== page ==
Lucas Fisher, one of the MCHS computer service tech students, updates the school’s Clifty Drive road sign from a computer in the library on Wednesday. (Staff photos by Ken Ritchie/
Lucas Fisher, one of the MCHS computer service tech students, updates the school’s Clifty Drive road sign from a computer in the library on Wednesday. (Staff photos by Ken Ritchie/
Gabe McMahon sits in a room filled with laptops, chords and computer parts and quietly goes about his business replacing the screen of a laptop computer.

McMahon, a sophomore at Madison Consolidated High School, is one of the school's eLearning student technicians -  a group of technology-minded students who fix school equipment - including iPads, laptops, computers and Promethean boards - and walk students and teachers through any tech queries that might come up.

While he says he doesn't necessarily see a career in information technology, he enjoys taking the class.

There's not a teacher standing over him while he works, McMahon said, and he's allowed to work at his own pace.

"It takes a kind of stress away from the day," he said.

McMahon says he prefers to work with hardware issues instead of software.

"There are a set amount of things that can go wrong," he said. "With software, it could be any number of things that go wrong."

The eLearning student technician project began three years ago, when Madison Consolidated Schools began a one-to-one initiative to get devices into the hands of every student.

Lisa Cutshall, director of eLeaning, said MCS has about 5,000 devices - 4,000 of them mobile.

Cutshall said students are taught how to troubleshoot and work with others who are seeking help or advice with their electronic device.

Students can also work toward certain certifications while taking the course.

"They can do course work from Sysco or Microsoft or Adobe and graduate with certain certifications," Cutshall said.

This year, the program has expanded to each school in the district. A student technician class was started last year at Madison Junior High School, which Cutshall called a sort of "feeder program" to the high school. But now Madison's elementary schools will have a chance to participate as well.

So far Deputy and Rykers' Ridge elementary schools have four students each, Lydia Middleton has eight students signed up and E.O. Muncie has 15. The junior high has 16 students and the high school has 23.

The program, Cutshall said, had to turn students away this year because of the amount of interest it has gotten in the school.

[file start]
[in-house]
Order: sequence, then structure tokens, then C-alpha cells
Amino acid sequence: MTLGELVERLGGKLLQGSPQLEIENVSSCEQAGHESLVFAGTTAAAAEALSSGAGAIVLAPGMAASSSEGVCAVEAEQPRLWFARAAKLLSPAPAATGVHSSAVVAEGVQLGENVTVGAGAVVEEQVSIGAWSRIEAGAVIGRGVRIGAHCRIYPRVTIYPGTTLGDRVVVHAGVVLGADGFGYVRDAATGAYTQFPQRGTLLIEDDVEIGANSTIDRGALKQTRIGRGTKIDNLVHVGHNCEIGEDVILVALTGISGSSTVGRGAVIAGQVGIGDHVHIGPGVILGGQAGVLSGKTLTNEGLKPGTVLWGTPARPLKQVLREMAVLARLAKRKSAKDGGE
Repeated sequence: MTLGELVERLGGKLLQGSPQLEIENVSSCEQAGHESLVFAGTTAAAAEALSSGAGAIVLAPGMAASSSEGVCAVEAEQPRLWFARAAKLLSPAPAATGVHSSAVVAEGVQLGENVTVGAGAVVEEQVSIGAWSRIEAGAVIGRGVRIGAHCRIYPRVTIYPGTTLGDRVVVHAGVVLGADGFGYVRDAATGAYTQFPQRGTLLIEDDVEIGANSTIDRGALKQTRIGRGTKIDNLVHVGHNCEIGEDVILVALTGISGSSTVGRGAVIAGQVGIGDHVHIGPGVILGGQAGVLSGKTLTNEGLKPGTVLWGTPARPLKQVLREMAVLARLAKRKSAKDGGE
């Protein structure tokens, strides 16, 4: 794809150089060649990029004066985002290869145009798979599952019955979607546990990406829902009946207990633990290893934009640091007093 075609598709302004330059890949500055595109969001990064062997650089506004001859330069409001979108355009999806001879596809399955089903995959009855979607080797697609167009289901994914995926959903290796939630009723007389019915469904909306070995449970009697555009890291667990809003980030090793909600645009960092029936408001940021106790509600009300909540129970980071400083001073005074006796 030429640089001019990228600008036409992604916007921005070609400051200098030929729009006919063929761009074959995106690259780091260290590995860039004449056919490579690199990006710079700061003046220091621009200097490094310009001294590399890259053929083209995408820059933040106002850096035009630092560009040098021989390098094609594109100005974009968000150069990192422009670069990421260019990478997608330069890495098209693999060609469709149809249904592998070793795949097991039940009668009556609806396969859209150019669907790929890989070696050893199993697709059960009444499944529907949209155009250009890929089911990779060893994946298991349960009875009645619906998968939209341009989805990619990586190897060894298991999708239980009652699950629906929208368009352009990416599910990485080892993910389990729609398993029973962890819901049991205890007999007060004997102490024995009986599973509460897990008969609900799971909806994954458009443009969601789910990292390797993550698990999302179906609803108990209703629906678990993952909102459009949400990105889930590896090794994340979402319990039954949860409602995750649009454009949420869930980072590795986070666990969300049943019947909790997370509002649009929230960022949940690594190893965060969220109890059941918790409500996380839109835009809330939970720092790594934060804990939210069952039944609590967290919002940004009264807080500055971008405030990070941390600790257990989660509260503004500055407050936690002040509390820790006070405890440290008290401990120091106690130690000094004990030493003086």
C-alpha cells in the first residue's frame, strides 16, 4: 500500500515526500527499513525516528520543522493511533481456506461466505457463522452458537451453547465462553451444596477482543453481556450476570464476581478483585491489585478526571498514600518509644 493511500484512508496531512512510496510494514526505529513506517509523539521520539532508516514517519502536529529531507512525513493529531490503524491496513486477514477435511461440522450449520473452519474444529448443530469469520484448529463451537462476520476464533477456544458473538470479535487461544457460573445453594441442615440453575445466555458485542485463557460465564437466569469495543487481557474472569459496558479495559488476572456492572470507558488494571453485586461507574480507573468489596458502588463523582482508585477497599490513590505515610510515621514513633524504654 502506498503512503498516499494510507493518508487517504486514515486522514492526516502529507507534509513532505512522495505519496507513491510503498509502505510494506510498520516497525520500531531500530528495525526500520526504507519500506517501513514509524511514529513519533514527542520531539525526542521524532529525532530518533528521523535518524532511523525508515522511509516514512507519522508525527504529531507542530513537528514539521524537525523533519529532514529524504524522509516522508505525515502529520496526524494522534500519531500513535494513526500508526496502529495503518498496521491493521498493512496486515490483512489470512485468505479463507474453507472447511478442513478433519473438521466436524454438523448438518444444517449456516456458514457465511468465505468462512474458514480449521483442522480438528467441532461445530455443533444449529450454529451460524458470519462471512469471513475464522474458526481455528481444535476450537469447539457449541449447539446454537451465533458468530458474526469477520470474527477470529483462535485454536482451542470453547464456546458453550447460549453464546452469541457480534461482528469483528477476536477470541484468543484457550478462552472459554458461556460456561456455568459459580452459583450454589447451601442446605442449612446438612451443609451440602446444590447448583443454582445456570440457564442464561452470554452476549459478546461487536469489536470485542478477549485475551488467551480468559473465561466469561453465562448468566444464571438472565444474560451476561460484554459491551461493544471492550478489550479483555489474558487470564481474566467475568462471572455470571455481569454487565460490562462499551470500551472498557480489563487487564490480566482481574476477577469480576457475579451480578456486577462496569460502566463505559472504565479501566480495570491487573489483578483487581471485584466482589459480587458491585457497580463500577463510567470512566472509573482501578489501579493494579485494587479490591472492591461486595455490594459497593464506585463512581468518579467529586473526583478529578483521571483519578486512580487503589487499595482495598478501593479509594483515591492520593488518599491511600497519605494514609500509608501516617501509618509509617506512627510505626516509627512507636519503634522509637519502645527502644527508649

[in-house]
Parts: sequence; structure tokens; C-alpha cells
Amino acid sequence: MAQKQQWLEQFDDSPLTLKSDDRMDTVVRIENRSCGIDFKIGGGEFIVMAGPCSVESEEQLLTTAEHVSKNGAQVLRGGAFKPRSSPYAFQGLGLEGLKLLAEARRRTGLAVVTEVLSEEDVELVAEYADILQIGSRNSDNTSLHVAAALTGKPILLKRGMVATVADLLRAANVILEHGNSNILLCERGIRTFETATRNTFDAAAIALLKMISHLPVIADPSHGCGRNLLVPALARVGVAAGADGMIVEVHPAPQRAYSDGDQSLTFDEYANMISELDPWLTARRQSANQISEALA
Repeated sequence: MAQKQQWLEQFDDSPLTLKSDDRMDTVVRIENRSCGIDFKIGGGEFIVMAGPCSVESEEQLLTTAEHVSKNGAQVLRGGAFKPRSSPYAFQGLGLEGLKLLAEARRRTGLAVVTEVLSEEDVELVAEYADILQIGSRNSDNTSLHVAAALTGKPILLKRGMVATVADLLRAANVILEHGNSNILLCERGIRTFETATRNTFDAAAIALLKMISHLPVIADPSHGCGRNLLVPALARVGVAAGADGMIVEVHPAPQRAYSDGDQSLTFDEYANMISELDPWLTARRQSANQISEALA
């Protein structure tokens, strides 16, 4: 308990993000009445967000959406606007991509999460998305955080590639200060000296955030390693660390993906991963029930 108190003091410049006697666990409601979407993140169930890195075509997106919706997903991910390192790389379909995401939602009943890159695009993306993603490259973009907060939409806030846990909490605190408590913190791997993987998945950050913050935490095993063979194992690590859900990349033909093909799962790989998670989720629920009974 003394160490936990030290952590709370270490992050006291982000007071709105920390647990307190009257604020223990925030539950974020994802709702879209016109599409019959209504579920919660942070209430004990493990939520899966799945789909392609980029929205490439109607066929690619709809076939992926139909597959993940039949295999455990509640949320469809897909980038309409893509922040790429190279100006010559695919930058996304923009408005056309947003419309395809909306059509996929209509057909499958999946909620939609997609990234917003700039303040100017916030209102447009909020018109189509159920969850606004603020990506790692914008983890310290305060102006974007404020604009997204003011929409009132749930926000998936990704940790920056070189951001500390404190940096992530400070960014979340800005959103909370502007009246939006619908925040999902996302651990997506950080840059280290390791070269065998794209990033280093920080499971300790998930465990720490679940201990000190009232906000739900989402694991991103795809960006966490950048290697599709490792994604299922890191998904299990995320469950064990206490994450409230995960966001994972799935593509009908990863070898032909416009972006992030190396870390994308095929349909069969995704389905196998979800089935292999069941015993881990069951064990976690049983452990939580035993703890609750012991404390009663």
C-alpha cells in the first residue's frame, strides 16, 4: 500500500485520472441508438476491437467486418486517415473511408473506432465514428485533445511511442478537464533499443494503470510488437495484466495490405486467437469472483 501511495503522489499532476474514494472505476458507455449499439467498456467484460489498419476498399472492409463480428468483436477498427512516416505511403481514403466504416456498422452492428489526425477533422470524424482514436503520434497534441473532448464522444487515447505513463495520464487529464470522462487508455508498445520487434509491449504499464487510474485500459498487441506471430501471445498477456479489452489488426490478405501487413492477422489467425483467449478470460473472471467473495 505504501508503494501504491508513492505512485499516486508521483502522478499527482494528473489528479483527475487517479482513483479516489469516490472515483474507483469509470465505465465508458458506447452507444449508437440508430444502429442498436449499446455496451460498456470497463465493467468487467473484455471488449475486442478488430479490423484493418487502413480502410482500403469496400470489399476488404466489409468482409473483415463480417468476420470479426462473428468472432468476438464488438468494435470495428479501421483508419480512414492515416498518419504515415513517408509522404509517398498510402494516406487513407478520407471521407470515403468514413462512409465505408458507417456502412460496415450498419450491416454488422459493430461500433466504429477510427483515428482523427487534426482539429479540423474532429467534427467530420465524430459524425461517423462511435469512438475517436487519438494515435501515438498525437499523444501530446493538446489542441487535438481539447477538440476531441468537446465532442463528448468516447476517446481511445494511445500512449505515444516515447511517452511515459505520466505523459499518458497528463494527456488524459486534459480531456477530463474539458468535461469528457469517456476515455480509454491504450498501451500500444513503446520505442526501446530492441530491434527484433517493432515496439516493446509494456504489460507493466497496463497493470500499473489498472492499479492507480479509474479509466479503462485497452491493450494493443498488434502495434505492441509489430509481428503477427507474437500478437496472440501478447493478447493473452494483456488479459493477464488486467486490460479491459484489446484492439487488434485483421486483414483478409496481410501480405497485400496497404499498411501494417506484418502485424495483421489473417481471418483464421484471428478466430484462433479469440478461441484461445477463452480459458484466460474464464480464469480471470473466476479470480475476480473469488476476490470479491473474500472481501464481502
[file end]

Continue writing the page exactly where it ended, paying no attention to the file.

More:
Cutshall said there is an application process and students have to be interviewed before they can enroll.

"We're looking for the right kind of students," she said. "It is a course where they have to be trustworthy and self motivated. They don't necessarily have a teacher watching over them, so they have to be self-directed."

Jennifer Watson was hired this year as the school's digital curriculum integration specialist. She works directly with the student techs at every level. Recently she's been working to get the elementary school programs set up.

"I've been showing them troubleshooting problems with the iPads," Watson said. "The kids will go into settings and play with things. They explore and then they'll get stuck somewhere. So, we teach the techs how to work through that.

"Today, I took over 13 of the junior high kids to E.O. Muncie and we went to the classrooms to help students and teachers get their email set up. And they would just fix the little problems."

More than 3,000 mobile devices go home every day, so there are opportunities for little problems that to crop up.

"There have been very few that we haven't been able to fix. I think I can probably count on one hand the number that we haven't been able to fix," Cutshall said.

The school's mobile devices are under warranty, and the school has also been certified to fix most of the equipment used.

Most of the problems that do come up, the eLearning student techs are trained to fix. And if they can't, they reimage the machine, meaning they reset it to it's original factory settings.

Cutshall said they teach their students the motto that "if you can't fix it in five minutes, reimage it."

Both Watson and Cutshall said the students have taken to their new role. The high school's media center has been set up as the hub for student technicians to talk to other students.

"That's probably their favorite part," Cutshall said.

"We get students all the time that say 'I'll be with so-and-so next class so I'll just have them take a look at it."